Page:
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H.R. 1066 (116th): American Food for American Schools Act of 2019


Should schools be able to buy food for school lunches from anywhere in the world, even if it’s cheaper that way? Or should a waiver be required to purchase from any foreign country?

Context

Sacramento Bee investigation and public records request revealed California school districts importing foods such as canned peaches from China for their school lunches, despite having not just one but four canned peach processing centers nearby. The Chinese alternatives were less expensive.

The National School Lunch Program, created in 1946, feeds about 30.4 million children. It was amended in 1998 to include a “Buy America” provision encouraging schools to purchase American foods and products for students “to the maximum extent practicable.”

However, these are only guidelines without the force of law.

What the bill does

The American Food for American Schools Act would strengthen the existing “Buy America” provision to the existing National School Lunch Program.

First, it would establish a waiver process for schools to purchase foreign food items, requiring permission from the U.S. Department of Agriculture. Then the waiver would have to be publicly posted online, and emailed to parents or guardians of the students attending the school.

Only two conditions could suffice for a waiver to buy foreign foods. One is if the items are not sufficiently produced or reasonably available from American producers. The other is if the costs of the American product is “significantly” more expensive than its foreign alternative.

It was introduced on February 7 as bill number H.R. 1066 by Rep. John Garamendi (D-CA3).

What supporters and opponents say

Supporters argue the bill would do a better job of helping American farming and agricultural interests, ensuring that imported foods aren’t used except as a last resort.

“Even in Northern Californian and Central Valley farming communities, some school districts use taxpayer dollars to buy imported foods,” Rep. Garamendi said in a press release. “Some of those imported foods have been recalled due to safety concerns, when they could have been sourced locally in California.”

“That’s why my [bill] would ensure that our schoolchildren are served nutritious, American-grown foods, produced under the strictest safety standards in the world.”

Other are concerned that the bill could raise prices for local school districts. For example, the Chinese canned peaches cost $25.38 per case, while the domestic equivalent cost $33.01 per case: a +30% surcharge.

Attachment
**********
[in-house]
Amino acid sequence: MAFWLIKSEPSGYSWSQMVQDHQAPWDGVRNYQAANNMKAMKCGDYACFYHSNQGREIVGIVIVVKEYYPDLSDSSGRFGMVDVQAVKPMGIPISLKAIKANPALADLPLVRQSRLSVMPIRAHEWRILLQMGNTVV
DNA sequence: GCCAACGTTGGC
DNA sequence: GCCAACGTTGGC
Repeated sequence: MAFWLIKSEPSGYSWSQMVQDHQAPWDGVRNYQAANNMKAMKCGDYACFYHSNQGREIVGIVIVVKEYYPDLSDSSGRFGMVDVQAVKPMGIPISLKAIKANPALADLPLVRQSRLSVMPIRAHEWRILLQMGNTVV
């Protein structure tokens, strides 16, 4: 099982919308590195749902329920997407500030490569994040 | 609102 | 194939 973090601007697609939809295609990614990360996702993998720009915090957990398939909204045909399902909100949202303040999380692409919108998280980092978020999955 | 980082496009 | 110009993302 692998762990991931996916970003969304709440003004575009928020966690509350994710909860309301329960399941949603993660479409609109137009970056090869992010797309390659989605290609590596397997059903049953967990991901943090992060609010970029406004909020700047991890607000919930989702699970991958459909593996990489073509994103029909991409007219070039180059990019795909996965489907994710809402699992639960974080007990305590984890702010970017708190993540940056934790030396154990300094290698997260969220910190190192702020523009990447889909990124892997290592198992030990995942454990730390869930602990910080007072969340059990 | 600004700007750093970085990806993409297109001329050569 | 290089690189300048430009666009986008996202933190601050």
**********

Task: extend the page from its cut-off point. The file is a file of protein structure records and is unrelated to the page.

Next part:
Odds of passage

The bill has attracted 19 House cosponsors: 13 Democrats and six Republicans. It awaits a potential vote in the House Education and Labor Committee.

A previous version introduced in 2017 attracted a slightly larger 21 House cosponsors: 12 Democrats and nine Republicans. It never received a vote, nor did a companion Senate version. No Senate version has yet been introduced in the current Congress.

Last updated Apr 24, 2019. View all GovTrack summaries.

The summary below was written by the Congressional Research Service, which is a nonpartisan division of the Library of Congress, and was published on Feb 7, 2019.


American Food for American Schools Act of 2019

This bill requires school food authorities (SFAs) to request a waiver from the Department of Agriculture (USDA) to purchase foreign commodities or products for the National School Lunch Program (NSLP). SFAs may purchase foreign commodities or products without a waiver if the commodities or products are not produced or available domestically.

(Under current law, Buy American provisions require SFAs to purchase, to the maximum extent practicable, domestic commodities or products for the NSLP. There are limited exceptions which permit the purchase of foreign products in circumstances when using domestic products is truly not practicable. If an SFA uses an exception, there is no requirement to request a waiver to purchase a foreign product or commodity, but the SFA must keep documentation justifying the exception.)

USDA may not provide a waiver for an SFA to purchase foreign commodities or products unless (1) the commodities or products are not produced domestically in sufficient amounts or of satisfactory quality, (2) the domestic commodities or products would be significantly higher in price than foreign commodities or products, and (3) the SFA agrees to make the waiver publicly available on its website and email a notification of the waiver to parents or guardians of students who will be served the foreign commodity or product purchased pursuant to the waiver.